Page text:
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Page:Economic Development in Denmark Before and During the World War.djvu/94

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paratively well; but the better he lived, the worse the other members of his family lived. An agricultural labourer who boarded at the farmhouse received, on an average, 216 kroner ($58) a year, so that the value of his food might be estimated at about half of his income. Under such circumstances he had barely enough for his daily needs; for insurance against sickness or accident there was little left over, and still less for pleasures or for newspapers or other reading. The custom of boarding the farmhand seemed too deeply rooted to be changed. As an author wrote some years later in regard to it: 'It was based on the idea that a man could not work on such food as his family had to be content with.' This view may still be found among workmen in the towns, where it is a matter of course that the head of the family gets more abundant and more nourishing food than his wife and children; but for the farmhand of forty years ago who owned no land, it was misery. Generous employers sometimes supplemented the terribly inadequate wage by gifts, such as milk; but these gifts were not sufficient to insure even a tolerable living, and the worker had no legal right to claim them.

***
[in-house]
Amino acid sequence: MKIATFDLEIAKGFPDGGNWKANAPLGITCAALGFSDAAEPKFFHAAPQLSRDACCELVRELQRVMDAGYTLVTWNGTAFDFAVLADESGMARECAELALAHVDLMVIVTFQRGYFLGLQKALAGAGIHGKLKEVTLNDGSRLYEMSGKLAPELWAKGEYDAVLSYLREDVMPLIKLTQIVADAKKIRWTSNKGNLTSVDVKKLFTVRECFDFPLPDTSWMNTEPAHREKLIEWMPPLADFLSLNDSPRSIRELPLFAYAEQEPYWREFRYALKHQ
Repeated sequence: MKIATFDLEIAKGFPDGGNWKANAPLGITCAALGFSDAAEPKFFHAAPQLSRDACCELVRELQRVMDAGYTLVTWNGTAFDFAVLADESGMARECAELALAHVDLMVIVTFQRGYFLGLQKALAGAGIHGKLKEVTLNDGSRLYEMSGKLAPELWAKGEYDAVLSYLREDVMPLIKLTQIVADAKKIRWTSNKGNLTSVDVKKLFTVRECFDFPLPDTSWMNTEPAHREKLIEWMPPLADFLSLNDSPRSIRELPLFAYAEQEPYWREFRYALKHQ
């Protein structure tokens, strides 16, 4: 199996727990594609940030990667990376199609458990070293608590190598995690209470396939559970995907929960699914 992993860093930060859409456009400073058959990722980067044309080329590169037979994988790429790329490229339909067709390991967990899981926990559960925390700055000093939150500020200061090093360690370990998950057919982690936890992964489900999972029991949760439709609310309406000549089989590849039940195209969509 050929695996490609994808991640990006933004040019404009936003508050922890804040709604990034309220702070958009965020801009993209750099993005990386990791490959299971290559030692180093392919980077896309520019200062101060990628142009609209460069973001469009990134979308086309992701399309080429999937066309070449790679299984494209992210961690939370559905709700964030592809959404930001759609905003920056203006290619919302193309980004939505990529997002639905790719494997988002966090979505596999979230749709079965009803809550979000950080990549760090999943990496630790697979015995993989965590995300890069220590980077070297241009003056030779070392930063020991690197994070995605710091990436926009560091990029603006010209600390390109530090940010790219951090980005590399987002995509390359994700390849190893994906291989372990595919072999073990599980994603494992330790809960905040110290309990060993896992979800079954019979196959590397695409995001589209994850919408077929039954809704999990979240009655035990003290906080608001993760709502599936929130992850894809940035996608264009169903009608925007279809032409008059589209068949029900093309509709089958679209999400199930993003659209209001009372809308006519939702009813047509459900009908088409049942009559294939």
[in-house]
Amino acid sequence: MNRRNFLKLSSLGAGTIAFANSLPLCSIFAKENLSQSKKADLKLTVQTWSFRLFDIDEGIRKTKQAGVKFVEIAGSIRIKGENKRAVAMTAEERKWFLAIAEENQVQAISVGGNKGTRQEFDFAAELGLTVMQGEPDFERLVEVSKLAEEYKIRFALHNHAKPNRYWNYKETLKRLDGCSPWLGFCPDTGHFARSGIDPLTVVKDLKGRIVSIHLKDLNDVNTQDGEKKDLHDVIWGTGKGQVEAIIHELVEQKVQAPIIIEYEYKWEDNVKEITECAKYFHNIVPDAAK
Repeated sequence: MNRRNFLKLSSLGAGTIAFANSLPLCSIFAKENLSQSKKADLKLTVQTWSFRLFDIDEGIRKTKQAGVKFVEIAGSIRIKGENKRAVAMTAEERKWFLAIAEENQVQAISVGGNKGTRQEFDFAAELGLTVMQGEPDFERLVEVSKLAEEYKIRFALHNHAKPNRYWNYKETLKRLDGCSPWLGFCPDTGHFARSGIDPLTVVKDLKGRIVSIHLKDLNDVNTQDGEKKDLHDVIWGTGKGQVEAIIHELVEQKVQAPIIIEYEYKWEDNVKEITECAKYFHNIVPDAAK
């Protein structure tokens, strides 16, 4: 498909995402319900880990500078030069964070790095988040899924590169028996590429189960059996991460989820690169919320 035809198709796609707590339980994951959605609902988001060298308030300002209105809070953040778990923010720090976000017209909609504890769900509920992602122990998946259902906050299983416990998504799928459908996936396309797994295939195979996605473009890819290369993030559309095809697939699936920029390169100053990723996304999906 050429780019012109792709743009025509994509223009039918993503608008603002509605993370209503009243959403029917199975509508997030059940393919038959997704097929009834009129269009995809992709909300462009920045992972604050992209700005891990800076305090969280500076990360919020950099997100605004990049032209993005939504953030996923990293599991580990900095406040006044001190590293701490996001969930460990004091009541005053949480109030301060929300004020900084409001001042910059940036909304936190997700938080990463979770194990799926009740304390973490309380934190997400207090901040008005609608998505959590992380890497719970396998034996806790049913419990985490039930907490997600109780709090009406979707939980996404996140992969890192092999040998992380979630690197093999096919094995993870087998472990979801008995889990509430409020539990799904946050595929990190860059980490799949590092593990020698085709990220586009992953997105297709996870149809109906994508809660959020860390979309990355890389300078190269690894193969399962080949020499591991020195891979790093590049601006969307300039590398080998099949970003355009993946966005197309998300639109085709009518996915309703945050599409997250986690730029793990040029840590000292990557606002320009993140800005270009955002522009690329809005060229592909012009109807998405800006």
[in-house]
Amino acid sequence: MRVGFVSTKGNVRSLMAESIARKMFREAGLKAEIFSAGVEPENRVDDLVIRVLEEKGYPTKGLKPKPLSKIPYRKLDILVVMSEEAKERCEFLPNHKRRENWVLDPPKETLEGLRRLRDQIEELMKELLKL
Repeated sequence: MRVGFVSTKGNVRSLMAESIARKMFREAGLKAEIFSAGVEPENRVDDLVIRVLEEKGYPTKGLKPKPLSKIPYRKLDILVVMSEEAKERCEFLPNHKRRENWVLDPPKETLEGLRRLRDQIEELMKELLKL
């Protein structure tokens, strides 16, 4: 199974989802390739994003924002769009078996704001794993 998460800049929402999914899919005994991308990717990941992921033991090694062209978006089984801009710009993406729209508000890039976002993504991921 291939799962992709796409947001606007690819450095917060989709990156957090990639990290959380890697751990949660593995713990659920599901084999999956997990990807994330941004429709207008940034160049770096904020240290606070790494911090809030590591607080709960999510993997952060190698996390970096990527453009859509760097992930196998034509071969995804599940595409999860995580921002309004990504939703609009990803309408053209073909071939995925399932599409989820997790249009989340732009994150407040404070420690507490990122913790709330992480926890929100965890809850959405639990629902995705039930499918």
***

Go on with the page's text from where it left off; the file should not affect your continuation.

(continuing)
If the farmhand was so poor that he could barely make the scantiest living under the most favourable conditions, he was still worse off in the case of sickness or accident; and his only recourse in old age was the poorhouse.

But toward the end of the century the condition of farmhands began to improve. By 1892 their wages had risen to 486 kroner ($130) when they provided their own food and to 315 kroner ($84) when they boarded at the farmhouse. This was a greater advance than the figures would seem to indicate, for the price of food had greatly declined during the preceding twenty years. Moreover, that social legislation had begun, which in various ways secured a labourer, if misfortune came upon him. The statistics for 1910 show a further advance in the annual wages to 689 kroner ($185), and in spite of the higher price of food the farmhand could now get more for his money. On the other